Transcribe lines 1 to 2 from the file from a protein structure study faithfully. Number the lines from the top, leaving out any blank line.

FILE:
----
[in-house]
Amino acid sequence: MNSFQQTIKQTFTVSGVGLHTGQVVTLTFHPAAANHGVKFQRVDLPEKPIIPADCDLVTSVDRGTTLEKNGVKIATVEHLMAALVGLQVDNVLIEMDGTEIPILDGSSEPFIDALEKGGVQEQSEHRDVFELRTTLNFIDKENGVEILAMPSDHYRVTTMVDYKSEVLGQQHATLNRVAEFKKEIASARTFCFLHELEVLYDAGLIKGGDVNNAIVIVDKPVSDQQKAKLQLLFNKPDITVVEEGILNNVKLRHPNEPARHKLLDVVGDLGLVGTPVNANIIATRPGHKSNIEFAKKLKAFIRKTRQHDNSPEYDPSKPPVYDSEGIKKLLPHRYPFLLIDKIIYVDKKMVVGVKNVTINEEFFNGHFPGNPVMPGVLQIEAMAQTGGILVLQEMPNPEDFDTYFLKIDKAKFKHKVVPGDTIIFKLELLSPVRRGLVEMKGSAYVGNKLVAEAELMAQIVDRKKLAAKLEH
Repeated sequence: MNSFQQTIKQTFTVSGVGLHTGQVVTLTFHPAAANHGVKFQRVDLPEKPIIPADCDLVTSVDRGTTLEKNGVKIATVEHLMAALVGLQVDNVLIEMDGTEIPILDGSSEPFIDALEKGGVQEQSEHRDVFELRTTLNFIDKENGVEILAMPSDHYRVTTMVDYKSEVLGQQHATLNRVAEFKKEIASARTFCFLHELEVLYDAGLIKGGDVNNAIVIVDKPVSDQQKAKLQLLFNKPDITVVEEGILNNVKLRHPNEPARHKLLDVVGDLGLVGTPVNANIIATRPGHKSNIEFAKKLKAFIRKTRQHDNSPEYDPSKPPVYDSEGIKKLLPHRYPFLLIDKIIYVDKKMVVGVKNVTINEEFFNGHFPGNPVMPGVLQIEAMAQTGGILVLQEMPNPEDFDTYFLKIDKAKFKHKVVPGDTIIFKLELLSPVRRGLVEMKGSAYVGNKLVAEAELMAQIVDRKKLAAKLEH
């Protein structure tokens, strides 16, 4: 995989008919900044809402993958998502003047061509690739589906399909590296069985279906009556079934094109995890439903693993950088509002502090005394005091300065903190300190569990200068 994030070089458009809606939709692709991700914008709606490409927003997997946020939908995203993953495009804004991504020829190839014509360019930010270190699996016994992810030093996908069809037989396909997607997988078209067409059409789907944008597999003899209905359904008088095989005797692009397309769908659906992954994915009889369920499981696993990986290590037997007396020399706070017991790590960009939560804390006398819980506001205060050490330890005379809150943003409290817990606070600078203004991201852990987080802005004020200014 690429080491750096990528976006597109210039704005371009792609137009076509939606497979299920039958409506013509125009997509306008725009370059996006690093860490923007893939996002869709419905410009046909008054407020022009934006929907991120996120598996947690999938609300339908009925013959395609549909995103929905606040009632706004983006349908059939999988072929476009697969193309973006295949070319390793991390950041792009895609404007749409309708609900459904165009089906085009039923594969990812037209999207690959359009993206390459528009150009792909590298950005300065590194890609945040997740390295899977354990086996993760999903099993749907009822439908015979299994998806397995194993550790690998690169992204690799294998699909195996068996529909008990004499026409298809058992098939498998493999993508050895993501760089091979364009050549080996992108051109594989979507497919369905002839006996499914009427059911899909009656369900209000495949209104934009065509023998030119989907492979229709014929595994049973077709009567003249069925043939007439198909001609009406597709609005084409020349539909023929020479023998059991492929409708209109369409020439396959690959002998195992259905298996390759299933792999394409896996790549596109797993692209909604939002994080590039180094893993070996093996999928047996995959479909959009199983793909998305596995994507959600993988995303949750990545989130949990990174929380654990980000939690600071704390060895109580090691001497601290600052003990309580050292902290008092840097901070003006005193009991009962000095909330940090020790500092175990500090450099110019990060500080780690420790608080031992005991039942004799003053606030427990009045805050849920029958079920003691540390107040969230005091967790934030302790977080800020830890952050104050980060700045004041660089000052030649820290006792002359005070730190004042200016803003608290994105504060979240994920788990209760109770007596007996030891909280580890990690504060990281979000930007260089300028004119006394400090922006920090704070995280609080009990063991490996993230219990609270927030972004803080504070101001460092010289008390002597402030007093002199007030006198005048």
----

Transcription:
[in-house]
Amino acid sequence: MNSFQQTIKQTFTVSGVGLHTGQVVTLTFHPAAANHGVKFQRVDLPEKPIIPADCDLVTSVDRGTTLEKNGVKIATVEHLMAALVGLQVDNVLIEMDGTEIPILDGSSEPFIDALEKGGVQEQSEHRDVFELRTTLNFIDKENGVEILAMPSDHYRVTTMVDYKSEVLGQQHATLNRVAEFKKEIASARTFCFLHELEVLYDAGLIKGGDVNNAIVIVDKPVSDQQKAKLQLLFNKPDITVVEEGILNNVKLRHPNEPARHKLLDVVGDLGLVGTPVNANIIATRPGHKSNIEFAKKLKAFIRKTRQHDNSPEYDPSKPPVYDSEGIKKLLPHRYPFLLIDKIIYVDKKMVVGVKNVTINEEFFNGHFPGNPVMPGVLQIEAMAQTGGILVLQEMPNPEDFDTYFLKIDKAKFKHKVVPGDTIIFKLELLSPVRRGLVEMKGSAYVGNKLVAEAELMAQIVDRKKLAAKLEH